January 28, 2009


The philosopher of science Thomas Kuhn hit a home run in 1962 when he published The Structure of Scientific Revolutions. Part of his theory was that in any given period, people make us of dominant models or paradigms to explain the world.

When problems grow with the older paradigm, some innovators develop alternate paradigms to better account for observations. From time to time, the new model triumphs and the old paradigm is put on the shelf--often after a bitter fights and with some people still clinging to the old.

In American economic history, we've seen three paradigms rise and fall (and maybe rise again). One was the classic idea of lassez faire or unregulated capitalism, in which there was little government interference with the economy--although, as I argued in yesterday's post, in reality the government often intervened on behalf of the wealthy.

It wasn't that bad a model in an age of small, independent producers and a truly competitive economy. But as economic power centralized and as economic crises became more and more serious--and even threatened the survival of capitalism itself--another paradigm emerged.

The new model is associated with the great English economist John Maynard Keynes and it recognized that sometimes markets could totally melt down. Keynes advocated a role for regulation, public investments, and transfer payments to promote economic stability and a rising standard of living for all.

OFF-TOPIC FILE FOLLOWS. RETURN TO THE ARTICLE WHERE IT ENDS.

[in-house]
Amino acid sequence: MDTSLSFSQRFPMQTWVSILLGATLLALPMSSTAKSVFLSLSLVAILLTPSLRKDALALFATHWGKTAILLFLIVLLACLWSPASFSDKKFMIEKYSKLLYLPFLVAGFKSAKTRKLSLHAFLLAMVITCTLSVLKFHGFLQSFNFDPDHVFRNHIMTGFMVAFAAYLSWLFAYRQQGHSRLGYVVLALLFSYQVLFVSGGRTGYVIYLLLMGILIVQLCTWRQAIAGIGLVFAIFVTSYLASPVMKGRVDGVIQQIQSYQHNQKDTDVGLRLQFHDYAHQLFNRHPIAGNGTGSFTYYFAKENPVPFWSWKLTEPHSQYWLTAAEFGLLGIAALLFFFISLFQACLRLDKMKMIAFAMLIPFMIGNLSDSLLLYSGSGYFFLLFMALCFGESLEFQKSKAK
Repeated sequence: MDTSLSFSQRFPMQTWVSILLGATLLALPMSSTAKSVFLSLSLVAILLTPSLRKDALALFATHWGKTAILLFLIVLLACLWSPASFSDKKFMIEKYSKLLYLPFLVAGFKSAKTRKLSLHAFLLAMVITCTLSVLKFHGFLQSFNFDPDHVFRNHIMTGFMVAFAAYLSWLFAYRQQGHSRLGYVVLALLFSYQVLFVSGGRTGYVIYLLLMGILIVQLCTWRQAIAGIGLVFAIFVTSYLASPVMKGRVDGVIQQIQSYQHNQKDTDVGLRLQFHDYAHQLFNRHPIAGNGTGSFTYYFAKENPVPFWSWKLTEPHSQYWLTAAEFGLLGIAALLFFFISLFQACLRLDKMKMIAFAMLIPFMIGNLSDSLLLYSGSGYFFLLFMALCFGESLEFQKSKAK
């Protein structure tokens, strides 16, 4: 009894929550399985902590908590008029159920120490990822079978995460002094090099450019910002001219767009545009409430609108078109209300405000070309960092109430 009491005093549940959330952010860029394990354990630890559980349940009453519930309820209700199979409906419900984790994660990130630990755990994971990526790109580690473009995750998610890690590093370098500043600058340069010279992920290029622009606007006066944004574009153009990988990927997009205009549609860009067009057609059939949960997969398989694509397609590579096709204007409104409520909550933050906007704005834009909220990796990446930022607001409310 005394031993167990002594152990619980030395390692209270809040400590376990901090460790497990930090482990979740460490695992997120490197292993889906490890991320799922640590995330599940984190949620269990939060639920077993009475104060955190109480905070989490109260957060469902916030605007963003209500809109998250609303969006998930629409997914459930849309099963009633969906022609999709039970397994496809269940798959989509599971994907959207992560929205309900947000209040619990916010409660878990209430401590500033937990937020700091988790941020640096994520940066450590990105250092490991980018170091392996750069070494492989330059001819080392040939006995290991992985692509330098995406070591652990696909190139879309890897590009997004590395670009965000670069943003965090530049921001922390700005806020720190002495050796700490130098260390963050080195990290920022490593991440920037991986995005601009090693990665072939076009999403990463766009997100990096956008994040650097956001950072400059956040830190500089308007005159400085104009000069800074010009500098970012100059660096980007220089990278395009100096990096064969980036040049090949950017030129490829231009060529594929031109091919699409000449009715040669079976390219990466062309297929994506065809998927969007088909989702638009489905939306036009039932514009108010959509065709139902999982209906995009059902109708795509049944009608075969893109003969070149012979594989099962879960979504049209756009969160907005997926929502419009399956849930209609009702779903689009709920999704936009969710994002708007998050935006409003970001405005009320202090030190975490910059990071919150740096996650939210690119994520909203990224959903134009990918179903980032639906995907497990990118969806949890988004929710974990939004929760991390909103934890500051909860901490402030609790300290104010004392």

This model was dominant from the New Deal era to the Reagan era and it enjoyed considerable success until the oil-related stagflation of the late 1970s. Meanwhile, there were those who were hostile to the Keynesian paradigm from the beginning, even though it may have saved capitalism from an even more serious crisis in the 1930s.

A coalition of right wing politicians and "free market" economists mounted a political and economic assault, promoting a model that is sometimes called "neo-classical." It called for deregulation, tax cuts, reduction or elimination of the social safety net, etc. and has been the dominant model from around 1980 until the latest economic meltdown.

For the life of me, though, I'm amazed that it lasted this long or took so long to crash. At this moment that paradigm is pretty much dead and it's not clear whether the next one will be a revived and updated Keynesianism or something else. Our situation is like that of the old Chinese curse: "May you live in interesting times."

SPEAKING OF KEYNES, here's New Republic writer John B. Judis on the continuing relevance of his ideas.

DEAD ENDERS. Opponents of a the American Recovery and Reinvestment Act, the economic stimulus package developed by the House and supported by President Obama, are pulling out the stops and plugging the failed policies of the past.

COUNTRY MATTERS. Here's an interview with writer Wendell Berry on rural life, community and such.

HERE WE GO AGAIN. WV Supreme Court Justice Brent Benjamin is planning on hearing another case involving Massey Energy. Benjamin, then a political unknown, was elected in 2004 after Massey CEO Don Blankenship spent over $3 million to elect him. The US Supreme Court has agreed to hear a case that questions the propriety of Benjamin participating in cases involving Massey.

SPEAKING OF WHICH, some Mingo County residents are going to sue Massey for polluting their water with coal sludge.


No comments: